If this goes wrong, then you have a reasonably serious problem. The car will stall regularly, whist idling, and the tick over will be irregular, and bumpy. On top of that, your fuel consumption will increase, and your emissions will increase. You'll probably find that the mix is burning a bit rich. Unfortunately, there is no easy cheap solution. You can do one of two things. The first is replace the part, which is around GBP 400 (or GBP 120 if you buy it reconditioned), but in the long run it's definately worth it. Secondly, you could get someone to tune the engine to a compromise position, where emissions are not as low as they should be, and that the engine runs slightly rich to avoid stalling. It will still stall, especially in the cold and the damp, but the problem is lessened. Note, though, that this is only a temporary solution, and you probably wouldn't pass an MOT with it.
On the Coil, on the right hand side of the engine as you look at it from the front, you will see not only your HT leads, but also four smaller wires, connected to the top. Being small, and not that firmly attached, they are prone to rusting, and losing contact. If this happens, then car will stall. The revs will drop sharply, several times, and then die out all together. It sounds pretty serious if it happens to you, and I even got my breakdown service out, because I didn't know what was going on. But the solution is to start up the engine again, and move the connections, until you discover the loose one, and then simply clean the contact, and ensure that the connection is sound, and then everything should be OK - at least, for a while!
Fuel Injectors are fairly delicate pieces of equipment. The needles that they inject fuel through are by no means large, and any kind of dirt in the fuel line can be disasterous, resulting in a total inability to start the car. So if you have a fuel flow problem, and dirt get pulled through, then they need to be thouroughly cleaned out. To get the car started again, usually changing the fuel filter will do the trick. What you need to be sure of is that if you change the fuel filter then you buy the right one. Generally, the Peugoet 205 GTi filter is the one that you want, which will cost you around GBP 10. Also, it is worth putting injector cleaner in the fuel once every six months or so, to keep them running smoothly. Don't run the car low on fuel, either. As a car gets older, it collects a lot of gunk in the bottom of the fuel tank, and if you start sucking that into the engine, then you are going to risk a blockage in the injectors. If the worst comes to the worst, then you can unbolt the metal bar that runs across the intake manifold, and remove the fuel injectors from the engine, and clean the holes in the engine, and around the nozzles of the unit. But be extremely careful not to allow rubbish to fall into the cylinders whilst they are exposed.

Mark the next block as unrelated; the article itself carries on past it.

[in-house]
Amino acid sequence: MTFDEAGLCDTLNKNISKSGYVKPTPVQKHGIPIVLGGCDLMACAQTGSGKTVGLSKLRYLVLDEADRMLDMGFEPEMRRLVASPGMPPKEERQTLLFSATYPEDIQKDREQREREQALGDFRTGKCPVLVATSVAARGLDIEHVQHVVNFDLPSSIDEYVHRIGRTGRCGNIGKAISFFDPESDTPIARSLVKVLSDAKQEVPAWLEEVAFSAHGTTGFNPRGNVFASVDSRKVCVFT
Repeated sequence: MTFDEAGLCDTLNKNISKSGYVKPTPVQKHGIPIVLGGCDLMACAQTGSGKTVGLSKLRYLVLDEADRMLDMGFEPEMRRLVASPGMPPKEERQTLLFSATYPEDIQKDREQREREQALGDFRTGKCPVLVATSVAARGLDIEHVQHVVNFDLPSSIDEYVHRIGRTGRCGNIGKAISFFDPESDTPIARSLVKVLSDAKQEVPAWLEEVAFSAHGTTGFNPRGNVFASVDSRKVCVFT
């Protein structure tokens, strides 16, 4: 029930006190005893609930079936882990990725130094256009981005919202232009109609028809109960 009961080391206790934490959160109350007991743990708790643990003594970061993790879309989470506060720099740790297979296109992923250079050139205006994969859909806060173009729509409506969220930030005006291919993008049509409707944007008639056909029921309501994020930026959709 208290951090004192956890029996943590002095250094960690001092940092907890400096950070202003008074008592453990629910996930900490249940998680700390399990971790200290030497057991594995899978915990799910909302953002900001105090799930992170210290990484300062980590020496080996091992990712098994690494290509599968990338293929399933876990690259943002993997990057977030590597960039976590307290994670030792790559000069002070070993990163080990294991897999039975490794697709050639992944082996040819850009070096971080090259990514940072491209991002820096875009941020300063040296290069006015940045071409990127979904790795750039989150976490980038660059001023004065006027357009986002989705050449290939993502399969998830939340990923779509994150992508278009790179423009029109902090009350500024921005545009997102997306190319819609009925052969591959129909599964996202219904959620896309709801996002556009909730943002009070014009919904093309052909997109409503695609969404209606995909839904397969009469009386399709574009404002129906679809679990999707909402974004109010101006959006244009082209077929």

Because the GTi has central locking, the locks are quite expensive (about GBP 50 for one servo). If they stop responding to the signal from the central locking loom, then you don't have a real problem, you just have the annoyance of having to lock all the doors yourself with the key, or after the central locking has been put on. If, on the other hand, the lock seizes, then you won't be able to lock or unlock the door. In that case, to at least be able to open and shut the door, remove the door trim, and unbolt the servo, and unhook it from the lock, and hey-presto, you can operate the lock manually again.
Remember, alloy wheels may look nice (and I have to say that the Citroën Visa/AX alloys are particularly good, without being biased), but they are softer, and more prone to impact damage than steel wheels, so if you subject them to an impact, then you're more likely to do expensive damage. If you discover that any of your tyres are leaking slowly, and it's not due to a puncture, then you should check out the possibility that you've damaged the rim of the wheel, and thus caused the tyre to fail to sit properly. This may involve a new wheel, but a garage will be able to tell you if they can do anything about it. If you're suffering from surface wear on the tyre, and the laquer is wearing off, then it can be quite good to have them re-dipped, at a cost of about GBP 30 per wheel.
It has been noted that the speedometer on the Visa GTi is particularly tempramental. This is because unlike most conventional speedometers, this one is electric, and prone to malfunctions. These are most often manifested as periods where it simply doesn't respond, and other cases where it jitters when the car is stationary with the engine running. It can also mean that it's accuracy at measuring the speed of the car can be slightly out. If you have these problems, changing the speedo cable will have no effect. The only real solution seems to be to buy a new one.